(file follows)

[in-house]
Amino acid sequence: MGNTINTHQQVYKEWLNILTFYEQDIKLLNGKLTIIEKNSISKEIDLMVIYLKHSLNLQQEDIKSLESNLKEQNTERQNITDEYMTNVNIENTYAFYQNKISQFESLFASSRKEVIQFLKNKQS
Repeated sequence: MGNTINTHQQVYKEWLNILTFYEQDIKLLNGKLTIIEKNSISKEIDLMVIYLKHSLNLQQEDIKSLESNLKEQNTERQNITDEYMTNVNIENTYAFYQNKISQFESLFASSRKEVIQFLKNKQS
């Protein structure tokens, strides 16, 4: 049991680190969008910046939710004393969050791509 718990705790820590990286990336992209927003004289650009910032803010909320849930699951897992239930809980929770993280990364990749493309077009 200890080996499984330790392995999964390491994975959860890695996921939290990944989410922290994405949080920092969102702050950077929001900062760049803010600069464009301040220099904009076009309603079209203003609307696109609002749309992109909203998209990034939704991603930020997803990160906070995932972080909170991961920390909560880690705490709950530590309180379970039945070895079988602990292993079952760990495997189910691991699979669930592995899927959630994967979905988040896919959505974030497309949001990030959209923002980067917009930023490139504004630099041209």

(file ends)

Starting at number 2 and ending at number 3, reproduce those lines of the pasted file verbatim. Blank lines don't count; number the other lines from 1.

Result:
Amino acid sequence: MGNTINTHQQVYKEWLNILTFYEQDIKLLNGKLTIIEKNSISKEIDLMVIYLKHSLNLQQEDIKSLESNLKEQNTERQNITDEYMTNVNIENTYAFYQNKISQFESLFASSRKEVIQFLKNKQS
Repeated sequence: MGNTINTHQQVYKEWLNILTFYEQDIKLLNGKLTIIEKNSISKEIDLMVIYLKHSLNLQQEDIKSLESNLKEQNTERQNITDEYMTNVNIENTYAFYQNKISQFESLFASSRKEVIQFLKNKQS